FIG. 1 shows an embodiment of the present invention, wherein the contents of serial memory are transferred to SDRAM via a dedicated onboard serial memory interface controller with serial memory logic.

FIG. 2 shows an embodiment of the present invention, wherein the contents of serial memory are transferred to SRAM via a dedicated onboard serial memory interface controller with serial memory logic.

FIG. 3 shows an embodiment of the present invention, wherein the contents of serial memory are transferred to SDRAM via a dedicated onboard serial memory interface controller with serial memory logic after the CPU, executing code read from an onboard ROM determines the presence of serial memory.

FIG. 4 shows an embodiment of the present invention, wherein the contents of serial memory are transferred to SRAM via a dedicated onboard serial memory interface controller with serial memory logic after onboard the CPU, executing code read from an ROM determines the presence of serial memory.

FIG. 5 shows an embodiment of the present invention, wherein serial memory included in a cell phone accessory is transferred to RAM located in a cell phone.

FIG. 6 shows, in part, an example of how the dedicated onboard serial memory interface controller with serial memory logic would operate to transfer the contents of serial memory to RAM.

FIG. 7 shows a diagram of a conventional radio telephone.

FIG. 8A shows a portion of a conventional NOR-type flash memory.

FIG. 8B shows a portion of a conventional NAND-type flash memory.

DETAILED DESCRIPTION OF THE INVENTION

As stated above, while serial memory is not well suited for direct CPU access and direct execution of program code, it is ideally suited as an inexpensive storage vehicle for, among other things, operating systems, program code, applications, radio calibration parameters and phonebooks. The present invention takes advantage of the strengths of serial memory and utilizes them in an alternative memory configuration for use with a portable radio telephone. In the following discussion several examples will be given that use serial memory. Serial memory is used to illustrate the concepts, however it will be clear to one skilled in the art that other types of memory can be used.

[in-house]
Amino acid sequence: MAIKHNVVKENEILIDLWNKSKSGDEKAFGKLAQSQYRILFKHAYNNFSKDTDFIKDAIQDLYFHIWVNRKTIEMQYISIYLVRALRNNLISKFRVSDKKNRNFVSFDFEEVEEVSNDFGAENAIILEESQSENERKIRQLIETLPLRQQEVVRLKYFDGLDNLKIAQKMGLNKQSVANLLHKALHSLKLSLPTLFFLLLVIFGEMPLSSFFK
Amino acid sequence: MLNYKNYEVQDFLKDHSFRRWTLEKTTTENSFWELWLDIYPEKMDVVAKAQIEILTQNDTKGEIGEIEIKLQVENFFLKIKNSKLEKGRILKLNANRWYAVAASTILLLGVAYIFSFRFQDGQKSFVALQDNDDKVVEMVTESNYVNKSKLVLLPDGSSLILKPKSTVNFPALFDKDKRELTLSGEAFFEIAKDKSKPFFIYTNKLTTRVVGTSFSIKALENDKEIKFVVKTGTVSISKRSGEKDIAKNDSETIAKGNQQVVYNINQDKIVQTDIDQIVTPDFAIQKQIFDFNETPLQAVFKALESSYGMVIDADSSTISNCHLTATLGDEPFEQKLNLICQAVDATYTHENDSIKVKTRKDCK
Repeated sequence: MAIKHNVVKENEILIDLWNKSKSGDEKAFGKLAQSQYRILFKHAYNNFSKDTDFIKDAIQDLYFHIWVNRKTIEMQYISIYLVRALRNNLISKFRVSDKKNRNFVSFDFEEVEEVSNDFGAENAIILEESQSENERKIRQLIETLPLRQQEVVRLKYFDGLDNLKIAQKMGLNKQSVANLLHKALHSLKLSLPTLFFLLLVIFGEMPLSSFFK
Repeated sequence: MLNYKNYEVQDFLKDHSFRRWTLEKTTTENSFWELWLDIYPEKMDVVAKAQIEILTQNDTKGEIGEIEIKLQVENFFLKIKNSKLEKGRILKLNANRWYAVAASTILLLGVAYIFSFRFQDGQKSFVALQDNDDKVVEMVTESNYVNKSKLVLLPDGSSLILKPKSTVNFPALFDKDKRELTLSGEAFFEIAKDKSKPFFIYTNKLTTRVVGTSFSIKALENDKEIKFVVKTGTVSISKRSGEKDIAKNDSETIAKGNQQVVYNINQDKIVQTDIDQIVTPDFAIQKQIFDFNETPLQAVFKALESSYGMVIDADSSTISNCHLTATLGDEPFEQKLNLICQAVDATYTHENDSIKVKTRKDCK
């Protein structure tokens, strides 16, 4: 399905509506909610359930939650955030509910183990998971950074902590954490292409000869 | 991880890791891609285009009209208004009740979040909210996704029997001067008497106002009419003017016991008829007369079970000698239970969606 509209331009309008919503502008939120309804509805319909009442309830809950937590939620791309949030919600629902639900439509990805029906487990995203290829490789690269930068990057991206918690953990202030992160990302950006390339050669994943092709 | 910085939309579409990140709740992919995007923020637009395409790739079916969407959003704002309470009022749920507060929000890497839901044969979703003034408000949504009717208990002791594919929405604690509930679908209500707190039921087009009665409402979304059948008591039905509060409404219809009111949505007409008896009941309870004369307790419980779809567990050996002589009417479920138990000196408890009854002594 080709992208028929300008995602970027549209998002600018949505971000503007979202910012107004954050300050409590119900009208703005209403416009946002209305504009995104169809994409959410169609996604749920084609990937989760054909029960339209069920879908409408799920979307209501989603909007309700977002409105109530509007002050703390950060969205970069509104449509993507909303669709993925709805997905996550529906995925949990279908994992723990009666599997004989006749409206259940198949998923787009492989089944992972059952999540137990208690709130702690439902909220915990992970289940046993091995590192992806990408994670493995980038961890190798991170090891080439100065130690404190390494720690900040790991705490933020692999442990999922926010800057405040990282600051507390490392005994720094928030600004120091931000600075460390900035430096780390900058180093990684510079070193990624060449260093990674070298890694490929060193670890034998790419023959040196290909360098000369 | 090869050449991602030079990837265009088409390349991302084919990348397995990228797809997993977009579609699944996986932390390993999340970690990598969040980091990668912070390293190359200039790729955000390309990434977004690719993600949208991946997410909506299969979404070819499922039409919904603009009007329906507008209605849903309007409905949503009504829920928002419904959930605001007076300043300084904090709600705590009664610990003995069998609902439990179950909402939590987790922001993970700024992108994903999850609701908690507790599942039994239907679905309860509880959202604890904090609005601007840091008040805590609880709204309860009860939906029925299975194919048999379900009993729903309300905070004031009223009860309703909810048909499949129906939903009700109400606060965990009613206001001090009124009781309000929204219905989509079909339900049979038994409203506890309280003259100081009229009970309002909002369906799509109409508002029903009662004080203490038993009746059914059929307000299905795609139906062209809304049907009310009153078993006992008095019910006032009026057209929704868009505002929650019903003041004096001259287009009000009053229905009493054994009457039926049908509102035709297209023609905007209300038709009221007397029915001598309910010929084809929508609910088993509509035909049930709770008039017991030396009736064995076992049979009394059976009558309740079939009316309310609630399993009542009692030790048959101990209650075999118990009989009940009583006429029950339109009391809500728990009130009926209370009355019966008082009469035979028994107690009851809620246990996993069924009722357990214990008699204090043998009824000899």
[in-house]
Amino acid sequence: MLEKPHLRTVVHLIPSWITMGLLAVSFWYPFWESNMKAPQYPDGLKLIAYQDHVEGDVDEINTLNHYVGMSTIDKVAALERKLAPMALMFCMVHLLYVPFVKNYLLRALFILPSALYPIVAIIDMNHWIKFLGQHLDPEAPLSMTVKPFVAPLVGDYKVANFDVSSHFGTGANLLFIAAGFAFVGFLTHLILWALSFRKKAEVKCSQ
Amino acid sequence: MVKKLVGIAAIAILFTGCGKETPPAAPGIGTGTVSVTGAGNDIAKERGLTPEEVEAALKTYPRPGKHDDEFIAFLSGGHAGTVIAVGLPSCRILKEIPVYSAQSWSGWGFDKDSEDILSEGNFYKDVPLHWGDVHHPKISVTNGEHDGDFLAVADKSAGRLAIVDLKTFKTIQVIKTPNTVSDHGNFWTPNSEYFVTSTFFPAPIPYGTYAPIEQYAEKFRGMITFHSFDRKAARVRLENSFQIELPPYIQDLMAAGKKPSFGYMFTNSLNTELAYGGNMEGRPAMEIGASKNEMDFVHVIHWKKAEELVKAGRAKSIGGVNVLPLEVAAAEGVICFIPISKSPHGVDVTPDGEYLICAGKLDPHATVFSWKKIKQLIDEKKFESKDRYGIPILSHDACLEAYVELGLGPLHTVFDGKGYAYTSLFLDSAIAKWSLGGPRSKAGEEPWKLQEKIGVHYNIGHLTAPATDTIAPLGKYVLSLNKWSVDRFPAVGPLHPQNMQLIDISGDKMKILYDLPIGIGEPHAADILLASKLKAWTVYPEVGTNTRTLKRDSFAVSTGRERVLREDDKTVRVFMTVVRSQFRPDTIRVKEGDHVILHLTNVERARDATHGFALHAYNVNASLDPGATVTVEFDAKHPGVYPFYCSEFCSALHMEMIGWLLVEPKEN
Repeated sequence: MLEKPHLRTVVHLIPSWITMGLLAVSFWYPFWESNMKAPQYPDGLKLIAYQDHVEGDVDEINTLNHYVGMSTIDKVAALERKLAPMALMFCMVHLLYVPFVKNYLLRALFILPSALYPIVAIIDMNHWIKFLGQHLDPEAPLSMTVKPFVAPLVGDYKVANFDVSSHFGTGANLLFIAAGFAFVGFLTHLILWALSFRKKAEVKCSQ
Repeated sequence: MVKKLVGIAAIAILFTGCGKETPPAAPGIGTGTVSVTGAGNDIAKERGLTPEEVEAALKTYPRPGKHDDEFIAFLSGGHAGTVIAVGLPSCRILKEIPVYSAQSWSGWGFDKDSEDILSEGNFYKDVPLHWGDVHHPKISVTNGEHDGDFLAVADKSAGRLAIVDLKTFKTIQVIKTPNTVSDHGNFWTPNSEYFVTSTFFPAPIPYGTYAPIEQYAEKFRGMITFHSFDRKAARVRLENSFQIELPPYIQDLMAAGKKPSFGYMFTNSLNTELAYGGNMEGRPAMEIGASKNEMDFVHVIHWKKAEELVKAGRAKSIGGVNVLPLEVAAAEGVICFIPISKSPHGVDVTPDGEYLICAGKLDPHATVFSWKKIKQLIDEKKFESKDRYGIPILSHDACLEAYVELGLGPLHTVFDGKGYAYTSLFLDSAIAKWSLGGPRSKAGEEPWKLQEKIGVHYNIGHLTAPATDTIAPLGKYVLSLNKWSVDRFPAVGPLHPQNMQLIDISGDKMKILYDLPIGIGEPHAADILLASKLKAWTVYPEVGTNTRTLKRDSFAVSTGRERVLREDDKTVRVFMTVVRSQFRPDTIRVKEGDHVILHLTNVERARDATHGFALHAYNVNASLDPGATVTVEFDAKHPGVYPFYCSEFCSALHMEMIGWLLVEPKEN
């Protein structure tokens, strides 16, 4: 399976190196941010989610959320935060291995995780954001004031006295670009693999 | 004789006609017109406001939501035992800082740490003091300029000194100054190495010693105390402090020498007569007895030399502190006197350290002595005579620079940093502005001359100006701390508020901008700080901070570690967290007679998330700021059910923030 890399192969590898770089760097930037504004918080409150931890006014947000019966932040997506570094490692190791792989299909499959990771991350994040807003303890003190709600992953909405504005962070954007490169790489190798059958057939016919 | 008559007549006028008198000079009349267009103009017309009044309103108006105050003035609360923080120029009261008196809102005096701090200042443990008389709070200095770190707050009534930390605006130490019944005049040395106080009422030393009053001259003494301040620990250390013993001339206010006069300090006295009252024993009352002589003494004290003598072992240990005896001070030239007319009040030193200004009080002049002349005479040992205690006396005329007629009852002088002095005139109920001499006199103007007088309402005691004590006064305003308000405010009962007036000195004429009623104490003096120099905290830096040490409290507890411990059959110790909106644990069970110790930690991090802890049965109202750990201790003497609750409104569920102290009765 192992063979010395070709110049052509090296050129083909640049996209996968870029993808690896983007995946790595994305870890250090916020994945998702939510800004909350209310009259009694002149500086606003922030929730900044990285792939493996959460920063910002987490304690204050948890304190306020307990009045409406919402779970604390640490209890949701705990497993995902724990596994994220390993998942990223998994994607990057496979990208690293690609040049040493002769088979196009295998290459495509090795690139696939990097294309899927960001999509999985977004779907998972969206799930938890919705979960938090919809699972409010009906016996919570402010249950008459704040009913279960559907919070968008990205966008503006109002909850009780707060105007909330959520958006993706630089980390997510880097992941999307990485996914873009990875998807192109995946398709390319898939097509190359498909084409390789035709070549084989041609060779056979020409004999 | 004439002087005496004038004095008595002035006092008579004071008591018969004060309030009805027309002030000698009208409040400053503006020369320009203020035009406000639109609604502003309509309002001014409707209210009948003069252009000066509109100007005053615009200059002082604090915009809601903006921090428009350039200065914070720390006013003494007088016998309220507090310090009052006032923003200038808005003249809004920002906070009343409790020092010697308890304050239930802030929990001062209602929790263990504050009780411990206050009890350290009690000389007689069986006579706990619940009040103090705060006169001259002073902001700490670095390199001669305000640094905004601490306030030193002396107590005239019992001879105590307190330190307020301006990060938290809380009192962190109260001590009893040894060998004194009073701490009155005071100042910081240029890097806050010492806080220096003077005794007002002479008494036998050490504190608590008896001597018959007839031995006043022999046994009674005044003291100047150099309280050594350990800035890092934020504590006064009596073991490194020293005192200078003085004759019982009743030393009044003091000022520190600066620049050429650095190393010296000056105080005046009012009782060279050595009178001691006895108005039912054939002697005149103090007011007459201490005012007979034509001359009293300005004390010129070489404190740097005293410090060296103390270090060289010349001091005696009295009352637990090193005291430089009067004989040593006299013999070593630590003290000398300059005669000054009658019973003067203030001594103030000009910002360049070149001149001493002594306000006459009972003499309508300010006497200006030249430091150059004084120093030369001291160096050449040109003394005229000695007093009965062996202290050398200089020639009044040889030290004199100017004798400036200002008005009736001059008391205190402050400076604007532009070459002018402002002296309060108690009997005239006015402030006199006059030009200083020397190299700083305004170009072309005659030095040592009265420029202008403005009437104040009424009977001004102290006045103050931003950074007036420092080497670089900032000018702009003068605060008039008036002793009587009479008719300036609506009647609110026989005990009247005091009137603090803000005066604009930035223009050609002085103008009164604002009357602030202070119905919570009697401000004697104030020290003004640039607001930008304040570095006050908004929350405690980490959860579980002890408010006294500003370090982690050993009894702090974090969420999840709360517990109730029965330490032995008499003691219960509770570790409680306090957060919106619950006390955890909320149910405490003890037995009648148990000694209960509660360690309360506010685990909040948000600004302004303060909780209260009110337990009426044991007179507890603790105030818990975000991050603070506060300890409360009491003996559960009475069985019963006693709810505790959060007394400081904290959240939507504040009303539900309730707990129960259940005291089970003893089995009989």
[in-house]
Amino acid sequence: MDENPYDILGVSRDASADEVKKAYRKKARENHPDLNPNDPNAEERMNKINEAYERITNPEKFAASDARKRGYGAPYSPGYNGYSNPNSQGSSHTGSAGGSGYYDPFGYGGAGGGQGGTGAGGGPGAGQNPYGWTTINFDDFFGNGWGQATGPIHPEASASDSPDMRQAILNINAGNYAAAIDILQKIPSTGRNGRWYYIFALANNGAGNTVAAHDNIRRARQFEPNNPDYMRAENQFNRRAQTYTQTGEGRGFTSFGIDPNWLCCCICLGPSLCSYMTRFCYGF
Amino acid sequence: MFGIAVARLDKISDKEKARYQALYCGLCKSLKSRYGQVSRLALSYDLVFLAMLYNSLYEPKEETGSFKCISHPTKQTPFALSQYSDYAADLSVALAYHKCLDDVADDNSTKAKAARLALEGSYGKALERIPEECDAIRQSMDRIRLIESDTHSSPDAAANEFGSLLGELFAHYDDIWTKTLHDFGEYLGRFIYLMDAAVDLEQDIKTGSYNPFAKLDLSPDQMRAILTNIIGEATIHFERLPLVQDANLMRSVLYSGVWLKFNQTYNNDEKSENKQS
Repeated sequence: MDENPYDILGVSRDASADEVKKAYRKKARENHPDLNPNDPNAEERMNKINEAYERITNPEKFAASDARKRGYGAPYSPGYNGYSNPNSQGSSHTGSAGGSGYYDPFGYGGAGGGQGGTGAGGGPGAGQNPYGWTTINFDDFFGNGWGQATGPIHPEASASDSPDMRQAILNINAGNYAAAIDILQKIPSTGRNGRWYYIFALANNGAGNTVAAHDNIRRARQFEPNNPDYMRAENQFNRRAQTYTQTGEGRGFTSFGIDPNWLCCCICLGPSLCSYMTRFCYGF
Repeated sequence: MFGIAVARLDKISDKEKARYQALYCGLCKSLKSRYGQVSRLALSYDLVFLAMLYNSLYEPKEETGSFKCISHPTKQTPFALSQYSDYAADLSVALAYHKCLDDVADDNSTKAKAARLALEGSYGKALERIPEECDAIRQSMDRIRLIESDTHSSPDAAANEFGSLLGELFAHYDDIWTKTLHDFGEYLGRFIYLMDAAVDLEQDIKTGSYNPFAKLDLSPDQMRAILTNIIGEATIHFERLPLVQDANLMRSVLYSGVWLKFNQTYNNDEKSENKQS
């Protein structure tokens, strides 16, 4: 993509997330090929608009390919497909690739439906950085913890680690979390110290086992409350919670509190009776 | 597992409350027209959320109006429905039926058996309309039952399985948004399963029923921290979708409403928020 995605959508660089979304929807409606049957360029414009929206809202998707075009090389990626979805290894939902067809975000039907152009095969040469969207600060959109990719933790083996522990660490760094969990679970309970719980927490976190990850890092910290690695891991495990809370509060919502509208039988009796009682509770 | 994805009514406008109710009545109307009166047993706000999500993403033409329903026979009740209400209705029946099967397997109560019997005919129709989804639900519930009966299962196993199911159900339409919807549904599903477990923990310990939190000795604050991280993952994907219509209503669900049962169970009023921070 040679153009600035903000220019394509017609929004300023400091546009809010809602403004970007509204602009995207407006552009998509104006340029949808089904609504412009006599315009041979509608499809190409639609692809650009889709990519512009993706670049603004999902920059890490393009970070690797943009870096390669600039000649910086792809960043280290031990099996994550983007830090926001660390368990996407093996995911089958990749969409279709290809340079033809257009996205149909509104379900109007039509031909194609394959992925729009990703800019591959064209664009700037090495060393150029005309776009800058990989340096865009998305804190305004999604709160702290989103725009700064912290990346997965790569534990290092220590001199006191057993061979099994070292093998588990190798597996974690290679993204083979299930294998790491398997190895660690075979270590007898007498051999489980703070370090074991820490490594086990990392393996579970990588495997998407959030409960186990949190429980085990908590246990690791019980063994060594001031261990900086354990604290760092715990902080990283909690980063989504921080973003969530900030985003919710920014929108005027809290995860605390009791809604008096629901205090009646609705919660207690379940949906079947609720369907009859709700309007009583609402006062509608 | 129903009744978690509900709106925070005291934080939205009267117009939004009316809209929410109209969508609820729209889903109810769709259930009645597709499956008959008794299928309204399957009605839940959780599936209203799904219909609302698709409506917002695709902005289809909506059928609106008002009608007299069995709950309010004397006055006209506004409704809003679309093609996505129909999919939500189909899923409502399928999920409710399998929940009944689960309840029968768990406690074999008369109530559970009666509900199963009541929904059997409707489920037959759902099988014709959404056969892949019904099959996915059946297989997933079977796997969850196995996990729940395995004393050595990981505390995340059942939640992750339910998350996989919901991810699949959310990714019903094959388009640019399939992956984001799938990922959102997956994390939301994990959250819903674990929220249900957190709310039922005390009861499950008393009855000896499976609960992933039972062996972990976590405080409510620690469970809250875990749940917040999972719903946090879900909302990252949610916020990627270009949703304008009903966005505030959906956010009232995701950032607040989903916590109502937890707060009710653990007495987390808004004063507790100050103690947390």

Devices that are addressable, but use serial data, serial address, or a combination of the two can also be used. Serial data, serial address, or a combination of the two would be used when a memory device that is extremely input/output limited is selected. It will be clear to one of skill in the art that the input/output pin limitation may be on devices with a high number of input/output pins, but where a large number of pins are needed to perform other functions of the device. Clocked serial memory, clocked parallel memory, indexed addressable memory, and addressable devices that use some form of serial interface as described above will be referred to as indirectly-read memory. It will be clear to one of skill in the art that the indirectly-read memory may be writeable, one-time writable, electrically erasable, ultraviolet light erasable, erased by a means other than electrically or ultraviolet light, programmable by the user, programmable at the factory, or a ROM memory that is not programmable. This list is not meant to be exhaustive.

As embodied and broadly described herein, the present invention is directed to a novel method and system for using serial, writable, nonvolatile memory (serial memory) with a portable radio telephone. Serial memory includes, but is not limited to, NAND-type flash memory, as well as, flash and EEPROM memories that utilize the following interface architectures: the mircowire bus, the I2C bus, the SPI bus and/or the MPS bus. Specific examples of serial memory include, but are not limited to, MultiMediaCard, Memory Stick, SmartMedia card, and SD (Secure Digital) Memory Card.